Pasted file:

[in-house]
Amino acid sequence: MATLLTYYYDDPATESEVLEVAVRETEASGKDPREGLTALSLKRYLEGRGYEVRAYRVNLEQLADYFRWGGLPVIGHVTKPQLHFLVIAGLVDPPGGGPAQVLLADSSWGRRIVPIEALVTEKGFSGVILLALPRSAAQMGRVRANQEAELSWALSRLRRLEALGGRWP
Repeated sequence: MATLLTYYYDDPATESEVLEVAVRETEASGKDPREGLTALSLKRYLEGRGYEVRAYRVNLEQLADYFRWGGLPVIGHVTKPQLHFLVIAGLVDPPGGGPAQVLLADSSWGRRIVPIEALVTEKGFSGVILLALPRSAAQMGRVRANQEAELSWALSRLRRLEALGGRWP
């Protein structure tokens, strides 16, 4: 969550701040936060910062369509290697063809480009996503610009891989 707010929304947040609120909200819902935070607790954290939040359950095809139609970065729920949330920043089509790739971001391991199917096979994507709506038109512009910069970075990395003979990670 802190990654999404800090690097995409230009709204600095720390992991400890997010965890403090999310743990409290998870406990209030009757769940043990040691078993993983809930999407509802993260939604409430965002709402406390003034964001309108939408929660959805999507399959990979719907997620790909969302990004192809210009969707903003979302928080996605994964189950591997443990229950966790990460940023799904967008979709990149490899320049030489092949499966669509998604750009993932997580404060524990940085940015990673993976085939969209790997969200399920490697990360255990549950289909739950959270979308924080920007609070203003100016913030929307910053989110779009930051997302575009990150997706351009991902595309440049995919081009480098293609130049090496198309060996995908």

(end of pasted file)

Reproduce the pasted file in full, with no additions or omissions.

[in-house]
Amino acid sequence: MATLLTYYYDDPATESEVLEVAVRETEASGKDPREGLTALSLKRYLEGRGYEVRAYRVNLEQLADYFRWGGLPVIGHVTKPQLHFLVIAGLVDPPGGGPAQVLLADSSWGRRIVPIEALVTEKGFSGVILLALPRSAAQMGRVRANQEAELSWALSRLRRLEALGGRWP
Repeated sequence: MATLLTYYYDDPATESEVLEVAVRETEASGKDPREGLTALSLKRYLEGRGYEVRAYRVNLEQLADYFRWGGLPVIGHVTKPQLHFLVIAGLVDPPGGGPAQVLLADSSWGRRIVPIEALVTEKGFSGVILLALPRSAAQMGRVRANQEAELSWALSRLRRLEALGGRWP
């Protein structure tokens, strides 16, 4: 969550701040936060910062369509290697063809480009996503610009891989 707010929304947040609120909200819902935070607790954290939040359950095809139609970065729920949330920043089509790739971001391991199917096979994507709506038109512009910069970075990395003979990670 802190990654999404800090690097995409230009709204600095720390992991400890997010965890403090999310743990409290998870406990209030009757769940043990040691078993993983809930999407509802993260939604409430965002709402406390003034964001309108939408929660959805999507399959990979719907997620790909969302990004192809210009969707903003979302928080996605994964189950591997443990229950966790990460940023799904967008979709990149490899320049030489092949499966669509998604750009993932997580404060524990940085940015990673993976085939969209790997969200399920490697990360255990549950289909739950959270979308924080920007609070203003100016913030929307910053989110779009930051997302575009990150997706351009991902595309440049995919081009480098293609130049090496198309060996995908």